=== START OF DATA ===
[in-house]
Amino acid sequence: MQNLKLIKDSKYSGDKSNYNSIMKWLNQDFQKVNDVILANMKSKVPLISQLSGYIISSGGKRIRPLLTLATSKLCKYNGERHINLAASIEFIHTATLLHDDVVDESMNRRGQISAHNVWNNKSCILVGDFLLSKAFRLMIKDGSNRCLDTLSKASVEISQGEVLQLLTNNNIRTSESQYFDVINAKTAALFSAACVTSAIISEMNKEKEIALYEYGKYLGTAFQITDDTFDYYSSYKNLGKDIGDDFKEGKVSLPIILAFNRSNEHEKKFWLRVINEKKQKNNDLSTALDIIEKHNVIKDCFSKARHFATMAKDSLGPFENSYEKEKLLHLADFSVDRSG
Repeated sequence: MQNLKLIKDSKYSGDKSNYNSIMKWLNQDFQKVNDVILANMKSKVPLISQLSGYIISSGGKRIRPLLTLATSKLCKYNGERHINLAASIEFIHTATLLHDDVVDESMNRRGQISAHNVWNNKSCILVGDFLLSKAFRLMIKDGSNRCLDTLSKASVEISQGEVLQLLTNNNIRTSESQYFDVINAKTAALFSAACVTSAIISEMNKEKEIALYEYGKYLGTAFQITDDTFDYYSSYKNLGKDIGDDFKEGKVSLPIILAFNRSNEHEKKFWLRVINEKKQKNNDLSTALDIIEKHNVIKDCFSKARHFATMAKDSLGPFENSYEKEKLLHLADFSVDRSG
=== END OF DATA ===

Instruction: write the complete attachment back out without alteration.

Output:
[in-house]
Amino acid sequence: MQNLKLIKDSKYSGDKSNYNSIMKWLNQDFQKVNDVILANMKSKVPLISQLSGYIISSGGKRIRPLLTLATSKLCKYNGERHINLAASIEFIHTATLLHDDVVDESMNRRGQISAHNVWNNKSCILVGDFLLSKAFRLMIKDGSNRCLDTLSKASVEISQGEVLQLLTNNNIRTSESQYFDVINAKTAALFSAACVTSAIISEMNKEKEIALYEYGKYLGTAFQITDDTFDYYSSYKNLGKDIGDDFKEGKVSLPIILAFNRSNEHEKKFWLRVINEKKQKNNDLSTALDIIEKHNVIKDCFSKARHFATMAKDSLGPFENSYEKEKLLHLADFSVDRSG
Repeated sequence: MQNLKLIKDSKYSGDKSNYNSIMKWLNQDFQKVNDVILANMKSKVPLISQLSGYIISSGGKRIRPLLTLATSKLCKYNGERHINLAASIEFIHTATLLHDDVVDESMNRRGQISAHNVWNNKSCILVGDFLLSKAFRLMIKDGSNRCLDTLSKASVEISQGEVLQLLTNNNIRTSESQYFDVINAKTAALFSAACVTSAIISEMNKEKEIALYEYGKYLGTAFQITDDTFDYYSSYKNLGKDIGDDFKEGKVSLPIILAFNRSNEHEKKFWLRVINEKKQKNNDLSTALDIIEKHNVIKDCFSKARHFATMAKDSLGPFENSYEKEKLLHLADFSVDRSG